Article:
At the heart of our business is our commitment to offering the very best value for money in Masonja, sourced from the Southern Africa in countries like South Africa, Botswana and Zimbabwe – and distributed from the business hub in Midrand, Gauteng and Tzaneen in the Limpopo Province.
What is Masonja
Despite their name, mopane worms are not worms at all, but the caterpillar of a species of emperor moth known as Gonimbrasia belina. The worms are highly nutritious, and some even regard them as truly delicious. Mashonzha also called Mopane Worms, Mopani Worms, Masonja or Amasonja are a delicacy throughout Southern Africa in countries like South Africa, Botswana and Zimbabwe.
Mopane worms get their English name from their preference for mopane trees, a relatively common species found in the northern areas of Southern Africa. The best time to harvest them is late in their larval stage, when they’re plump and juicy and haven’t yet burrowed underground to pupate into their moth phase. Mopane worms are called phane in Botswana, mashonja/masonja/madora in Zimbabwe and South Africa, and omangungu in Namibia.
The mopane worm is a healthful and cheap source of nutrition. Masonja, is high in protein, minerals, vitamins, phosphorus, zinc, calcium and iron.
The worms are high in healthy nutrients and contain three times the amount of protein as beef. Eating worms is less taxing on the environment than consuming beef because it takes far fewer leaves to produce worms than it does feed to produce the same amount of beef.The mopane worms pack a serious nutritional punch, consisting of 60% protein and high levels of iron and calcium.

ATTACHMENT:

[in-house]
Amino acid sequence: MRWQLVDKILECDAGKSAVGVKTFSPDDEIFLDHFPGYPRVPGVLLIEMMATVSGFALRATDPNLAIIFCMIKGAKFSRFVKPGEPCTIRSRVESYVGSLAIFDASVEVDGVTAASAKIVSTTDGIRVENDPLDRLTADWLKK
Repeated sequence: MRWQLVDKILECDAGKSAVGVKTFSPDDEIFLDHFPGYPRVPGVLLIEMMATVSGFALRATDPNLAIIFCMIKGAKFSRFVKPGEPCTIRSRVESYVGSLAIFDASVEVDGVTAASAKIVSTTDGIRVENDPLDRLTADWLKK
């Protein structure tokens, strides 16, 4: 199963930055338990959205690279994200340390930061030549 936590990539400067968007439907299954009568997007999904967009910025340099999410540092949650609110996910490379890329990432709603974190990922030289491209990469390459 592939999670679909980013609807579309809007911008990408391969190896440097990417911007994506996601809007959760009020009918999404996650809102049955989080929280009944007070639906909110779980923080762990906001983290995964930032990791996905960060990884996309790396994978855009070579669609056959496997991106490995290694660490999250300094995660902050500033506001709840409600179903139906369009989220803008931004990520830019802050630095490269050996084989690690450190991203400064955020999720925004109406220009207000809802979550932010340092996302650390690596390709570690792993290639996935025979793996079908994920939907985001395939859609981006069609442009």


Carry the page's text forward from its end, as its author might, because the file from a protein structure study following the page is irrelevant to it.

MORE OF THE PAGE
500 grams dried mopane worms;
Three tomatoes, diced or 1 can of tomatoes;
Two onions, diced;
Three fresh green chilies, finely chopped;
Salt and pepper for taste
Cooking oil Method
Start of by soaking your worms in the boiling water for 1 and a half – 2 hours. Once they are done soaking, drain the excess water. In a sauce pan, add the cooking oil and fry the worms for 15 minutess on medium to low heat. Add the onion and fry till the onions are cooked through and soft. Add the tomato with the salt and pepper. Fry everything together and let it cook for another 20 mins. Some prefer adding peanut butter at this stage and cooking it down until it is nice and creamy. Salt and pepper to taste. Serve with pap, called sadza in Zimbabwe. Enjoy.